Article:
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Crucifixion Creek: The Belltree Trilogy, Book One Kindle Edition
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"Nail-biting." - Publishers Weekly
"Though you'll wonder early and often how Harry can possibly survive for any sequels, you'll hope again and again to be proved wrong." - Kirkus Review (starred review)
"Takes off at a frantic gallop towards a heart-thumping finale that promises only a brief respite. Be prepared to stay up late." - Sydney Morning Herald
"Absolutely top-shelf. Get it, read it, don't put it down." - Crime Factory
"A Brilliant opening salvo... it was hard to suppress a certain sense of disappointment that there's only going to be 2 more." - AustCrime
"Disturbing and delicious." - Richmond Times-Dispatch--This text refers to an out of print or unavailable edition of this title.
--This text refers to the paperback edition.
- ASIN : B00LZ1U6IY
- Publisher : Text Publishing; UK ed. edition (23 September 2015)
- Language : English
- File size : 690 KB
- Text-to-Speech : Enabled
- Enhanced typesetting : Enabled
- X-Ray : Not Enabled
- Word Wise : Enabled
- Print length : 260 pages
- Best Sellers Rank: 73,067 in Kindle Store (See Top 100 in Kindle Store)
- Customer Reviews:
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Top reviews from Australia
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The main character is Harry Belltrees, a homicide detective in Sydney and the son apparently of the first Aboriginal judge of the Supreme Court. Harry is a war veteran and this has hardened him. His parents are dead and his wife has lost her sight. So he has some reasons for being a bit rough around the edges. However when a murder occurs close to home, he crosses the line and starts working against the police to impose his own justice.
The book is quite violent in places, and yet it left me rather cold. The violence in the Brock and Kolla series, when it happened, had much more of an emotional punch. Harry seems a cypher, I never quite understood him. The characters of his wife and a determined journalist who helps him are much more interesting.
Terrific start to a trilogy!
Detective Harry Belltree has never reconciled with the generally accepted fact that the cause of his parents' death three years previously was an accident.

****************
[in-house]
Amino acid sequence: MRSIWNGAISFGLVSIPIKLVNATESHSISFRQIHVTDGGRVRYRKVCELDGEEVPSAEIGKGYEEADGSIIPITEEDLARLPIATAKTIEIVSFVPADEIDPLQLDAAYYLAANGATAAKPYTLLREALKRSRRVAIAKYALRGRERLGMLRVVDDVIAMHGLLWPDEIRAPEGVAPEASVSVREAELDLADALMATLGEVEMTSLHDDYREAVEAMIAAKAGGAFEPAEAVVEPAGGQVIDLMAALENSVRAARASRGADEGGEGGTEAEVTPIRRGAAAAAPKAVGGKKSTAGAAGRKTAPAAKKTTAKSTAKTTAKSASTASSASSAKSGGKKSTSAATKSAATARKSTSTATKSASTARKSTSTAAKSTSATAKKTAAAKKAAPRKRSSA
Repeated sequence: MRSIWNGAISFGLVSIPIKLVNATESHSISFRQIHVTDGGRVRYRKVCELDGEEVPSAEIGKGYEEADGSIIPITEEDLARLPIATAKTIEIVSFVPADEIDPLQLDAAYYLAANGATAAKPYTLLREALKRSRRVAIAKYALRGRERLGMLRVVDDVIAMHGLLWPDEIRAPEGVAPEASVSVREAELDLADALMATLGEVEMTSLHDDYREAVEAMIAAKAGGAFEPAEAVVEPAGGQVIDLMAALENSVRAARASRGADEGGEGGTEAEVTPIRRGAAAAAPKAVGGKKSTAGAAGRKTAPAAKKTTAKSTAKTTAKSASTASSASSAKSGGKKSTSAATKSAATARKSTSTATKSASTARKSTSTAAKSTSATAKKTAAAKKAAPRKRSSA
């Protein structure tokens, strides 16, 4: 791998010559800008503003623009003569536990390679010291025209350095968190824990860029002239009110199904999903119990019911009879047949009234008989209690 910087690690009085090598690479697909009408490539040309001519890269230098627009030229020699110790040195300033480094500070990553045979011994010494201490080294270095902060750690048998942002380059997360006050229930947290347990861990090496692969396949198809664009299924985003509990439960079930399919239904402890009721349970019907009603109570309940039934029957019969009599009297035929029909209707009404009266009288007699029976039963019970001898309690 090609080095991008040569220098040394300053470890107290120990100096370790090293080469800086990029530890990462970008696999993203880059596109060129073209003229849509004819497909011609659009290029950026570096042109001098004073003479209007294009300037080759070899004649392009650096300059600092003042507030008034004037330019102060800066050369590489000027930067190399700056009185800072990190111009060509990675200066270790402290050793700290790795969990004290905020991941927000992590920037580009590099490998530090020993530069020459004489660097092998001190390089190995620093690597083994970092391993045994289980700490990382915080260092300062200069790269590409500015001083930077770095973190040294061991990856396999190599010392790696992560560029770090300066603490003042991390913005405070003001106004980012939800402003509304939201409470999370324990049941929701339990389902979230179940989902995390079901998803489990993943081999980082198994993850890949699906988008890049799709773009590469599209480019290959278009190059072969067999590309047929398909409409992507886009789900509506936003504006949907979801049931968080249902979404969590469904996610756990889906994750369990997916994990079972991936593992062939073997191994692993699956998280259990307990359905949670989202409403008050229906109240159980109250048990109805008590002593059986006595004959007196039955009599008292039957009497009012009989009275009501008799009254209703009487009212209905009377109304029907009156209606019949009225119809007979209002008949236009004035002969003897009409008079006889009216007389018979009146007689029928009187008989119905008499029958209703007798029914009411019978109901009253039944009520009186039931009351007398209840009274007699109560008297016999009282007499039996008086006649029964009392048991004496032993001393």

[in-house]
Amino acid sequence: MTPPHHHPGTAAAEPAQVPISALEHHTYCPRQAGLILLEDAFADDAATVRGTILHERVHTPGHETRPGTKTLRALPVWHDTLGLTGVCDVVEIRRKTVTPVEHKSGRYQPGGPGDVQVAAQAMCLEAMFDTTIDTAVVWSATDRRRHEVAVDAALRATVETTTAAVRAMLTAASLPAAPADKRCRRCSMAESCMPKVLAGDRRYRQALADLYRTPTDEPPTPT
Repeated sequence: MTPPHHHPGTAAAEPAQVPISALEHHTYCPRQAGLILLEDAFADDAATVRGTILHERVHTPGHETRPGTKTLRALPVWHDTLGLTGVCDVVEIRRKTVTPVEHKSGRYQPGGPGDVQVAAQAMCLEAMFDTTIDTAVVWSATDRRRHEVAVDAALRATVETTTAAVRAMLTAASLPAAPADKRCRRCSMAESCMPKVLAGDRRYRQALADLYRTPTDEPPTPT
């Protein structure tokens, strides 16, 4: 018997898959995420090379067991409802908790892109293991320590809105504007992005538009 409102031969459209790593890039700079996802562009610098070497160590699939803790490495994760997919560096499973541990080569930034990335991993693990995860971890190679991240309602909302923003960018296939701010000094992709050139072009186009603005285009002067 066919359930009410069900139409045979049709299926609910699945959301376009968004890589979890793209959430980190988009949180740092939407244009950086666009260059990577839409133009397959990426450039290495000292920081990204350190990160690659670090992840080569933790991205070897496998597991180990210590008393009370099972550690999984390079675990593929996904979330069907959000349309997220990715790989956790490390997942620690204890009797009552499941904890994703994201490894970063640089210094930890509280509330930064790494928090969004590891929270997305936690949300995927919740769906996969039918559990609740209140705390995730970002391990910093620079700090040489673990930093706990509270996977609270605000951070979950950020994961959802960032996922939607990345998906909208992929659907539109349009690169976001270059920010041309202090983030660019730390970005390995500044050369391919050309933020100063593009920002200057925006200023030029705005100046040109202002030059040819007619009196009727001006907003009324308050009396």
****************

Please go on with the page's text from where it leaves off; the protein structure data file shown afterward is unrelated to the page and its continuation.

When the car they were driving left the highway and plunged through the barrier into the bush, both of his parents were killed, and Harry's wife Jenny who was also a passenger in the back seat of the car at the time, suffered injuries which have left her blind.
Harry is consumed with the idea that their accident was in fact not an accident. He is convinced that someone pushed their car off the road deliberately and that the white paint scrapings on their car prove it.
However he can't convince his superiors to investigate further and they have told him to leave it alone...which he can't.
So when sudden deaths and accidents start to occur among residents and acquaintances of a place called Crucifixion Creek, one young and zealous journalist for the Bankstown Chronicle, Kelly Pool, sees some connections forming.
Crucifixion Creek is home to businesses such as (ironically) the building business and office of Harry's brother-in-law Greg. There is a well known Bikie group living with their family's in a compound there, and then there are the long term, mostly elderly residents.
Recently a local Councillor has had reason to cite it as a possible site for a memorial to its (rather questionable) indigenous history...the mere suggestion of which raises Kelly's eyebrows in suspicion.
Kelly Pool starts digging around and decides that there is some connection with events at Crucifixion Creek and detective Harry Belltree, and she wants to find out what they are.
Harry also believes there is a connection but wants nothing to do with Kelly...that is until they are forced by circumstances to meet and compare notes.
Wow, so much going on in this story with many different threads, are they all leading to the same place? It's hard to conceive how they might, and yet things gradually start to come together...very cleverly!
This first book in The Belltree Trilogy is fast paced and action packed, with a bit of everything that you would expect to find in a...somewhat rogue...cop's life.
It has just enough cringeworthy shock value to keep you wanting to find out more.
I was fully absorbed in this book and am quite eager now to read the second book called Ash Island: The Belltree Trilogy, Book Two, if it is anything like this one it will be another great addition to this trilogy.
*Also pleased to read a book that is set in my own hometown and surrounds, this lent an air of credibility to the story as certain similar dramas have been known to play out from time to time.
Great read and highly recommended for lovers of crime fiction, 5★s
Many thanks to NetGalley and the publishers for my electronic copy to read and review.
Top reviews from other countries